January 9, 2008 / 11:19 PM / 10 years ago

IAC appoints Jim Safka CEO of Ask.com search unit

NEW YORK (Reuters) - IAC/InterActiveCorp said on Wednesday it was shaking up the management of Ask.com, in a sign of how prominently the search unit will figure into a major company restructuring.

Company executive Jim Safka will take the role of Ask.com chief executive immediately, as well as retain his title as CEO of Primal Ventures, an IAC investment arm.

Safka, 39, replaces Jim Lanzone, who is moving to venture capital firm Redpoint Ventures as entrepreneur-in-residence.

“In the new IAC, it’s going to be a flagship brand,” Safka told Reuters in an interview. “Ask is at the very beginning of its growth.”

IAC plans to spin off four of its largest businesses into separate companies later this year, including cable shopping network HSN, box office service Ticketmaster, online mortgage broker LendingTree and vacation business Interval. IAC, run by media veteran and Internet investor Barry Diller, will focus on its Web media and advertising businesses.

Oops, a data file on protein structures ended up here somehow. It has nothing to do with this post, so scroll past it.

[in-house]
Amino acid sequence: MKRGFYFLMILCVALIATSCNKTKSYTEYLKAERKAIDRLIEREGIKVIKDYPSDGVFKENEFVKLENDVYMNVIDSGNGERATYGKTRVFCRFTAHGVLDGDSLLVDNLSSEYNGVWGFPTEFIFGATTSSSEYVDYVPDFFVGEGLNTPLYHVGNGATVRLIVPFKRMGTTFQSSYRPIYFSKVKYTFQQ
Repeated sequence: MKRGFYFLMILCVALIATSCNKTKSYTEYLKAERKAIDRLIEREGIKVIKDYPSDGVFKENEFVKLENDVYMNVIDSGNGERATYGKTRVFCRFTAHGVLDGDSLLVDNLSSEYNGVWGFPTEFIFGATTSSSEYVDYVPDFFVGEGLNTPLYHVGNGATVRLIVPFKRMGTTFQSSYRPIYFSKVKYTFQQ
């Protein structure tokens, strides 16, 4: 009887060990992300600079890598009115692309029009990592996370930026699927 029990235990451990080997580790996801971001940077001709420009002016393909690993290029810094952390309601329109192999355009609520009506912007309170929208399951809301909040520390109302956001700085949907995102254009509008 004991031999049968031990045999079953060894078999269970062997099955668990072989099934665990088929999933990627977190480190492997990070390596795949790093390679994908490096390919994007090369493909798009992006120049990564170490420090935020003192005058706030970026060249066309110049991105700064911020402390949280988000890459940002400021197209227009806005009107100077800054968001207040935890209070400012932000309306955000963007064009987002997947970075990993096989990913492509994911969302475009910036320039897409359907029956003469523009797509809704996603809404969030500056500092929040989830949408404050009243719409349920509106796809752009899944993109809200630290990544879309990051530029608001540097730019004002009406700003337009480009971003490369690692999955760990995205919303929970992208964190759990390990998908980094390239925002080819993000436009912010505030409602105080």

Safka served as CEO of IAC’s online dating unit Match.com from 2004 to 2007. He has been credited with cultivating 25 percent annual revenue growth during his tenure and an annual 52 percent rise in operating income before amortization.

In the last year, Ask.com has expanded its services, launched an aggressive marketing campaign, pushed into mobile Web applications and has seen the number of unique users rise.

But it still trails far behind Web search leader Google Inc, as well as Yahoo Inc and Microsoft Corp for overall search market share, according to the most recent data from tracking firm comScore.

“We have certainly not bitten an inch out of the hide of Google,” Diller said at an investor conference on Tuesday. “I’ve been daunted by the progress of that.”

Diller said he was optimistic an expanded deal for Ask.com to carry Google paid listings in return for sharing ad revenue “gives us the ability to market Ask as it has not been marketed before.”

The deal, announced in November, is estimated to be worth $3.5 billion to IAC over five years.

Reporting by Michele Gershberg. editing by Gunna Dickson

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